Malia stood like a taut bowstring, ready to snap forward at the smallest sign. What sign, I didn’t know, but I didn’t like how on edge she was, or how desperate the djinn was to be bound again instead of put to earth. Keeping my Sword pointed at the djinn, I edged closer to Malia and said, “What happens if that djinn makes contact with the ground?”
“How should I know?” she hissed, her eyes snapping to mine. She had her fangs bared, and her eyes looked on the verge of venting a proper gorgon glare. “They’re not in our pantheon, and we haven’t captured any in the time you’ve been gone. Ask the Paedens.”
“Djinn!” I turned on the spirit. “Why do you want to be bound again?”
“Save me!” it whined, writhing in Hasda’s iron grip. “He knows not what he does! He will unleash a demon far greater than I.”
“Explain.” I shifted forward. In my peripheral vision, I could sense Kydon leaning down as well, ready to declare his verdict should I intervene.
“This earth is old,” the djinn wheezed. “Ancient spirits slumber here, and they would feed on me to be free. Please.”
“And how do we bind you?”
“An object, and my True Name.” Its purple spots pulsed as it pushed against Hasda. The lad nearly had the djinn on the ground. “Speak it, quickly!”
I lunged, skewering the ground with my Sword. The angled blade obstructed Hasda’s takedown, keeping the djinn off the dirt. Kydon flinched, but stayed back. Good. So we could freely hinder Hasda’s Trials. It was just the help that was restricted.
Malia hissed in annoyance as she drew up next to me. I’d found a loophole she hadn’t, and that would irritate her to no end. Excellent.
“How do we know,” she said, scowling down at both of us, “that this isn’t some trick to release you?”
So entranced was Hasda that he strained against the Sword, not realizing there was something in his way. His weight nearly drove me to my knees keeping the Sword in hand. Strong, determined lad. Wait, gods damn it.
The djinn danced about like a crackling fire on my blade, pinned between the metal and Hasda. “I will gladly sacrifice my freedom for my survival.”
“Fine.” Malia drew an arrow, then held it horizontally by its shaft next to the djinn. “Tell us your True Name, and I will bind you.”
“I cannot,” the djinn said, its voice scowling. “The binder must discover it, then speak it. Else I cannot be bound.”
Malia shrugged. “If you say so.” She turned her back on the djinn and glanced at me. “Remove your Sword.”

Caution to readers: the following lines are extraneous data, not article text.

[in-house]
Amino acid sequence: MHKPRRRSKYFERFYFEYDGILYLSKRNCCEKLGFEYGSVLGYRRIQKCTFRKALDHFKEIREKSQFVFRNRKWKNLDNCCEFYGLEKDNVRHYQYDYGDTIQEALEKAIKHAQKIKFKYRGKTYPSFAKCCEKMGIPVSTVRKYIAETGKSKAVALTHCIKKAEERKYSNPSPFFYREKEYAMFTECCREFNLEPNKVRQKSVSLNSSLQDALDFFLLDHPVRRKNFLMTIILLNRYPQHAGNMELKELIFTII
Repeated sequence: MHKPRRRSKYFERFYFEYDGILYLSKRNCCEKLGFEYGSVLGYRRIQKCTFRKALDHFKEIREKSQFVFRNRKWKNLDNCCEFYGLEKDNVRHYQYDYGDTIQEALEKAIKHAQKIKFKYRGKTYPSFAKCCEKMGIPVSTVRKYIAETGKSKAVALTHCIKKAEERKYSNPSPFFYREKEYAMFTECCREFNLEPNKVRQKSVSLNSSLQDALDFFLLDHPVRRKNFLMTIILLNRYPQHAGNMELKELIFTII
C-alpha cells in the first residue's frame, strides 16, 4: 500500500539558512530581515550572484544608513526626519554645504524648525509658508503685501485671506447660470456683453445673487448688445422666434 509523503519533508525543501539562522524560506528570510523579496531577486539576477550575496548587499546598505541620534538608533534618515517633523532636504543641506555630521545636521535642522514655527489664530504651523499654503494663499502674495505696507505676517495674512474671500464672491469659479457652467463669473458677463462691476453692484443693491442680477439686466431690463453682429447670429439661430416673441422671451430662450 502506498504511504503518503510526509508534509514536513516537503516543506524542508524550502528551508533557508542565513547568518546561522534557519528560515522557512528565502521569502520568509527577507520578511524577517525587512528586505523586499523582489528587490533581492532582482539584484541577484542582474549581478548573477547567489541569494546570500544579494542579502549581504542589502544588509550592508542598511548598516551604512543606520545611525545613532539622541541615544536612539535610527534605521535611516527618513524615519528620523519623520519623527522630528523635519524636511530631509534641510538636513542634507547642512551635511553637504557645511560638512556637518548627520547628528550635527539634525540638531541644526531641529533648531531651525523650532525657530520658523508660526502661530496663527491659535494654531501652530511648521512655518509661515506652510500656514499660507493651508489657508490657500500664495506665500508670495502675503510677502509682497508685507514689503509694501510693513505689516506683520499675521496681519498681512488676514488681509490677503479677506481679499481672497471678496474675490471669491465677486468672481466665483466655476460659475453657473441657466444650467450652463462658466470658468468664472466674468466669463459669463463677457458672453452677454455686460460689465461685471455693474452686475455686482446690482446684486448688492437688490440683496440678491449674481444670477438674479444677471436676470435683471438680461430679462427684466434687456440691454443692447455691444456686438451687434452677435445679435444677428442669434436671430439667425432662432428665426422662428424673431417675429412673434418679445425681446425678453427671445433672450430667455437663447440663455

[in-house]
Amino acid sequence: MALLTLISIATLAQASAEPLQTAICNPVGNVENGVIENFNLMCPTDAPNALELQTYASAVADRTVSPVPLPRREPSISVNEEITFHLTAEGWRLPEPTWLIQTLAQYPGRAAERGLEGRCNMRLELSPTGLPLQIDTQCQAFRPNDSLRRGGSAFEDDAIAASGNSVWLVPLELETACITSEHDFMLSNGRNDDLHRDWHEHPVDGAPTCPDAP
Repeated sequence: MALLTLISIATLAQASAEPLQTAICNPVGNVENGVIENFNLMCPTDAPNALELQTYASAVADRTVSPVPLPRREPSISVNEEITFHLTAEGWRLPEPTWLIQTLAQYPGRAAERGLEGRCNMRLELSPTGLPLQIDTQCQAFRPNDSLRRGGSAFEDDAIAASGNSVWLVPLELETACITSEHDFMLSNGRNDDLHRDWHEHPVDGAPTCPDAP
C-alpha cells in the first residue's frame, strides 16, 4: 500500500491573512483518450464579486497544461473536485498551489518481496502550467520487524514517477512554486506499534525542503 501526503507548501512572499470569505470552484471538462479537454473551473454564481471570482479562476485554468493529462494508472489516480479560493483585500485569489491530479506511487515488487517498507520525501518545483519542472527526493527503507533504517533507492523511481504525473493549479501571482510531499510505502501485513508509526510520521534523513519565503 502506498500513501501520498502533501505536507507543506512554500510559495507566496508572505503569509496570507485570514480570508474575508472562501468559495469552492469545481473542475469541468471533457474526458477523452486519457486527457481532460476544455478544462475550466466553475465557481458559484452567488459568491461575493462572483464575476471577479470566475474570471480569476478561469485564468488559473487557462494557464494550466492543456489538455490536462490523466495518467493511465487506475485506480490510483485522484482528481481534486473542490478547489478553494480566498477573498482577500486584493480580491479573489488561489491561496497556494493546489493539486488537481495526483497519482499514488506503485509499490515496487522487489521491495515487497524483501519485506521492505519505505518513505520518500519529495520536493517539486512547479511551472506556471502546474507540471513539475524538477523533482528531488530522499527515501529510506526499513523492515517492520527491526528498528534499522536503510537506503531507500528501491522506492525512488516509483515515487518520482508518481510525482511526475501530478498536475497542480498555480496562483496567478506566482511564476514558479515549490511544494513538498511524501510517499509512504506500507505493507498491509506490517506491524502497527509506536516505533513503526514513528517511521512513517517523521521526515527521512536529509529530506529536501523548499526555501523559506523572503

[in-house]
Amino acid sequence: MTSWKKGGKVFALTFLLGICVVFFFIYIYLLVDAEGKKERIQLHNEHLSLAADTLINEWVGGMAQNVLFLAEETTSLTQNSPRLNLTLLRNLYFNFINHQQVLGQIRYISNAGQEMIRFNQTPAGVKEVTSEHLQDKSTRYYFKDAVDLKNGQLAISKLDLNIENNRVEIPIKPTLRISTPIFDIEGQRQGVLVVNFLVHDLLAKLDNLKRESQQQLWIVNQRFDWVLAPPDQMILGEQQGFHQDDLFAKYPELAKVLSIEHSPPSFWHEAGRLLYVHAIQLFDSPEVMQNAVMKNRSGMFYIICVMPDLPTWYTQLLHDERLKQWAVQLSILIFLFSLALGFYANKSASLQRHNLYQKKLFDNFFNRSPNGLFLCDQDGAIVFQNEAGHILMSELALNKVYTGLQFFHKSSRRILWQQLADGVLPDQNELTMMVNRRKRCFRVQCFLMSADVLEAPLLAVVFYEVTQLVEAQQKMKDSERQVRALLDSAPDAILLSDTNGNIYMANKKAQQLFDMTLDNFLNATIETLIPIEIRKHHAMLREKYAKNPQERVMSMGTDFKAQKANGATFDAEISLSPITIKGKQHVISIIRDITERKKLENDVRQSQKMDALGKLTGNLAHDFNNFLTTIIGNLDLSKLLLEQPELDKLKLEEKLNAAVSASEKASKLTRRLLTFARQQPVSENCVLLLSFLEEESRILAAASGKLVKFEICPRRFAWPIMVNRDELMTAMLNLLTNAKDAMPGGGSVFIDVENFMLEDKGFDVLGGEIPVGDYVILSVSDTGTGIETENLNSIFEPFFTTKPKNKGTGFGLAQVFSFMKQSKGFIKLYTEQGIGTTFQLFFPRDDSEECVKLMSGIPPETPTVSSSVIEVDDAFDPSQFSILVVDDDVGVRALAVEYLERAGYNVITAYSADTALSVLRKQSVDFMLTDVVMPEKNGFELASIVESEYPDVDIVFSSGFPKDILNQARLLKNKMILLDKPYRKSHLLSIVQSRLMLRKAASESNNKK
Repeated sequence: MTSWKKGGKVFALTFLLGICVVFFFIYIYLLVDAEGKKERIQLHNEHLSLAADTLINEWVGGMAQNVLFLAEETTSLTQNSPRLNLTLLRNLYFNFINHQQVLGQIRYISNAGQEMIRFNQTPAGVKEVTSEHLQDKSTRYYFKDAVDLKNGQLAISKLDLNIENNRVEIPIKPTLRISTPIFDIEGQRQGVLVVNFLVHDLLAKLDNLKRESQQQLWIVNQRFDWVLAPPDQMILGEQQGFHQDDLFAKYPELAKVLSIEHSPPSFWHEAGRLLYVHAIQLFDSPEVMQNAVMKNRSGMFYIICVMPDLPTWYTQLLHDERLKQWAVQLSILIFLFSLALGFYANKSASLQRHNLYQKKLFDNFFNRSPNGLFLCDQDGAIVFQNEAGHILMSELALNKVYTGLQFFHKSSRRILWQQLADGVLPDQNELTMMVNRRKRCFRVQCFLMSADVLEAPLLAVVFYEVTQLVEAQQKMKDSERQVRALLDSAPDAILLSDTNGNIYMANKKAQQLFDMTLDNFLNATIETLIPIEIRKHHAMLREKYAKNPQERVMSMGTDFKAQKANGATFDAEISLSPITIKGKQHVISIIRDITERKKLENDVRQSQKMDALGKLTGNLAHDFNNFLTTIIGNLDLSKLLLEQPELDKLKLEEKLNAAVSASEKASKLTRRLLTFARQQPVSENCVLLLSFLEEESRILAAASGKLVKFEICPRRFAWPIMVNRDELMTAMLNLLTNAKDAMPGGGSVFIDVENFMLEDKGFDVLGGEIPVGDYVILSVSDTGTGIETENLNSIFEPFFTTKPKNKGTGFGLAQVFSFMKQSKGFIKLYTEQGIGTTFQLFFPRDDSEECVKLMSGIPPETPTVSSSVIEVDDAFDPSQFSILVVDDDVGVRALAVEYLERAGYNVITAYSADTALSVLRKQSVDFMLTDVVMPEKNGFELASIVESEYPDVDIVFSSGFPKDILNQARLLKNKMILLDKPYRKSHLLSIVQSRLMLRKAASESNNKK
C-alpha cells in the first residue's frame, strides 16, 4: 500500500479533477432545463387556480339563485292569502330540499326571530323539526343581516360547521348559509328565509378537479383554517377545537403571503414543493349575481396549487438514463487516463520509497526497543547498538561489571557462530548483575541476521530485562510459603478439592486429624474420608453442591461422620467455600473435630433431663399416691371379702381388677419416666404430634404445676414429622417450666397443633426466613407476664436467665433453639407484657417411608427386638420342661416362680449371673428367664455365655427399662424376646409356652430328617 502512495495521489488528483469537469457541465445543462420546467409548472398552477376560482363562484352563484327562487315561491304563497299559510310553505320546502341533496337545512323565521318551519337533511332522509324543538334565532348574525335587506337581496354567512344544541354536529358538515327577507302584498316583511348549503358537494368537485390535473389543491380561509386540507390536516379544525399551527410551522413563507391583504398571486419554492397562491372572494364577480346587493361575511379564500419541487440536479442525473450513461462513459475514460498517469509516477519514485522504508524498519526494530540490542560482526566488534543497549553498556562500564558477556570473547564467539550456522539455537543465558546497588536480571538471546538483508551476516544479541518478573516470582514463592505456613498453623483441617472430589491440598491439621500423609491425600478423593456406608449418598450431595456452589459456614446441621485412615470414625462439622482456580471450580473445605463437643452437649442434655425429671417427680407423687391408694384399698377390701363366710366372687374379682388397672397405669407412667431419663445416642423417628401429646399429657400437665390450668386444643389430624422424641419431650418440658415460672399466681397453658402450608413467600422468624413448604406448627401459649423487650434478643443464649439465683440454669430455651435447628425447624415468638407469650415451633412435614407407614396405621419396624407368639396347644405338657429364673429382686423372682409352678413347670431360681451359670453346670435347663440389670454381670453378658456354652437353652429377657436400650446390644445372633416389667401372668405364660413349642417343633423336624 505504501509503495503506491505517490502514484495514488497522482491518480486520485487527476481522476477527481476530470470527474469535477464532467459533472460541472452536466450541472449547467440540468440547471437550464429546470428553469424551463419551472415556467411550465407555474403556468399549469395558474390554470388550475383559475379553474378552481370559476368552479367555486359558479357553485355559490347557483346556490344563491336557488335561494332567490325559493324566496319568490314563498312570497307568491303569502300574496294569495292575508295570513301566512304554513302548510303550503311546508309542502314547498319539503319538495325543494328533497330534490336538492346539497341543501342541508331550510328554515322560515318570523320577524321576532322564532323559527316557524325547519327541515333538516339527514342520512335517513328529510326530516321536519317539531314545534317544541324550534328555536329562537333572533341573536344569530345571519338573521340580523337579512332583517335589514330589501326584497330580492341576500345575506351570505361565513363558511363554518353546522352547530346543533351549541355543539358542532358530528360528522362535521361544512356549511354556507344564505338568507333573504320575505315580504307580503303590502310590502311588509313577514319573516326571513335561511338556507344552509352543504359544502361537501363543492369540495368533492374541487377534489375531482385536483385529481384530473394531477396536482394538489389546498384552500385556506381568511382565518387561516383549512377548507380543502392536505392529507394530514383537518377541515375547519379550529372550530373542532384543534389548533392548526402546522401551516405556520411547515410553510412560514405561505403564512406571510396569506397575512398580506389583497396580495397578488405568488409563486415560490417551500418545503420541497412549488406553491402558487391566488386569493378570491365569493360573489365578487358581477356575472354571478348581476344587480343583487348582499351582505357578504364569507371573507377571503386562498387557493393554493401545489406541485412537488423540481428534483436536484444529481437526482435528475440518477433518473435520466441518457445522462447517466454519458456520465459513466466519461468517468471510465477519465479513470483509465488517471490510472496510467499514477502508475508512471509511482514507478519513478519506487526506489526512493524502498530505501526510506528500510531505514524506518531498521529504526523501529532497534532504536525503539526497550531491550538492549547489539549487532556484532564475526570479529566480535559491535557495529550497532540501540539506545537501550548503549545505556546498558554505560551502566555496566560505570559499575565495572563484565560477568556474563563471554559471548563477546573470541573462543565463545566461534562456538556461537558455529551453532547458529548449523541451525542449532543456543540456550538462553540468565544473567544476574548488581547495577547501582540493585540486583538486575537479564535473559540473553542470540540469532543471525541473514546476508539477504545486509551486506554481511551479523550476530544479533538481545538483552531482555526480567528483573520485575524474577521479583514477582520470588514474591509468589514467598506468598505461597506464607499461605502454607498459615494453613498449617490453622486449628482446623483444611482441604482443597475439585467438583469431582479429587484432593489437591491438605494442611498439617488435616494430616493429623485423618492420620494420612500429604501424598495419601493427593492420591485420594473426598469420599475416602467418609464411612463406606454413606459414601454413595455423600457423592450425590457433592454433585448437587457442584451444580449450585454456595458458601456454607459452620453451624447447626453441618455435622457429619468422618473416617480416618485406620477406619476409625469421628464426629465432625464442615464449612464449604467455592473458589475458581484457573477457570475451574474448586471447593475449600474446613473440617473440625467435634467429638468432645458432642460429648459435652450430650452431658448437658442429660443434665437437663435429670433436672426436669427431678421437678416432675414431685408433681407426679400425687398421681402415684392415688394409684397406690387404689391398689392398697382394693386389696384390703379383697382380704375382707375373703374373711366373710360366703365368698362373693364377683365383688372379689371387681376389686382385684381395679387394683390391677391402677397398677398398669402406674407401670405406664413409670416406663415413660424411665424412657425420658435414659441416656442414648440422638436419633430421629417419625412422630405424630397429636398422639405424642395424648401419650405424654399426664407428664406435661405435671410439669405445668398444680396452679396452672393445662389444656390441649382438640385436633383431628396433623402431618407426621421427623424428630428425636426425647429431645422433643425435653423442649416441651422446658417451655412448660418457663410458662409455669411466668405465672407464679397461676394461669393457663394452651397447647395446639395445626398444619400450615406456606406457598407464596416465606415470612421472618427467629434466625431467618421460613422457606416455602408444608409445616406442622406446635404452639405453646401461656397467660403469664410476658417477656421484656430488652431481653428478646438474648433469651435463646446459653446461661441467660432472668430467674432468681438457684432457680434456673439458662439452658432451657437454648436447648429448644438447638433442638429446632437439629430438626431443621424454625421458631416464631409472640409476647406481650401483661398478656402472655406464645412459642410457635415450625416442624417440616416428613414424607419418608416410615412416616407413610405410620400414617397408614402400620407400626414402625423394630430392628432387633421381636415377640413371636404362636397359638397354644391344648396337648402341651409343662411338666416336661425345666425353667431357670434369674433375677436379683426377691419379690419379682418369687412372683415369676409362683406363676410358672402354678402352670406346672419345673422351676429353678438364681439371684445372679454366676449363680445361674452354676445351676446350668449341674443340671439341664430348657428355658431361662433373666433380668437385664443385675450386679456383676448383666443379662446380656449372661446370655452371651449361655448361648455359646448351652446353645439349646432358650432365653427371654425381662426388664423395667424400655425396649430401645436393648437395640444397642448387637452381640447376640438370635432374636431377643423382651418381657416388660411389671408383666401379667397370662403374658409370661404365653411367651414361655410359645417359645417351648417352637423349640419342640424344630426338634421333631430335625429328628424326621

“Wait!” the djinn shrieked. “You mustn’t, you mustn’t, you mustn’t. Do not feed the elder spirits. Please.”
“Beg all you want,” Malia said, frowning as she rounded on the djinn. “If you value your life so much, it would be an easy thing to divulge your True Name. But alas.” She sighed as if disappointed. “If you can’t, then we can’t bind you. But we won’t just set you loose, either. I’m afraid that only leaves one option.” She nodded to me and slithered back.
“Not even I know my True Name.” The djinn throbbed like crashing surf. “It is how the binders bind us. They discover, they speak, they shackle us. This, this babbler.” It pulsed towards Hasda. “He can discover my name. He can bind me. But you must disturb his dreams. Rouse him from his bewitching and set his mind on my Names again.”
Malia and I looked at each other and had one of those one-second eye conversations. Hasda was ensnared in whatever protective enchantments the Paeden sorcerers had created to keep the djinn safe from whoever freed the tiger from its possession. That meant whatever psychological labyrinth he was wandering through came directly from his Trial and was his responsibility to handle, as evidenced by Kydon’s refusal to permit our help with the djinn.
Malia dipped her head forward a fraction, moving as if to help him. Knowing her, she had some edge case lined up, like how we couldn’t advise someone incapable of comprehending our advice. I shook my head. That might work if we could sway the whole pantheon to side against Kydon, but he would rule a failed Trial, instead of an invalid one, if we broke the hex on Hasda. Her eyes tightened but she backed off.
The djinn read the tone of the looks and began to panic in earnest. It thrashed so hard it nearly knocked me off balance, sliding dangerously close to the ground down the flat of my blade. Malia hissed as the tiger sprang back, sinking its claws into the fighting djinn. I nearly twisted my ankle getting my weight back under my Sword, and as I did, I felt the wind rush over my back. Energy surged as a portal opened, spilling out the scent of...lilies?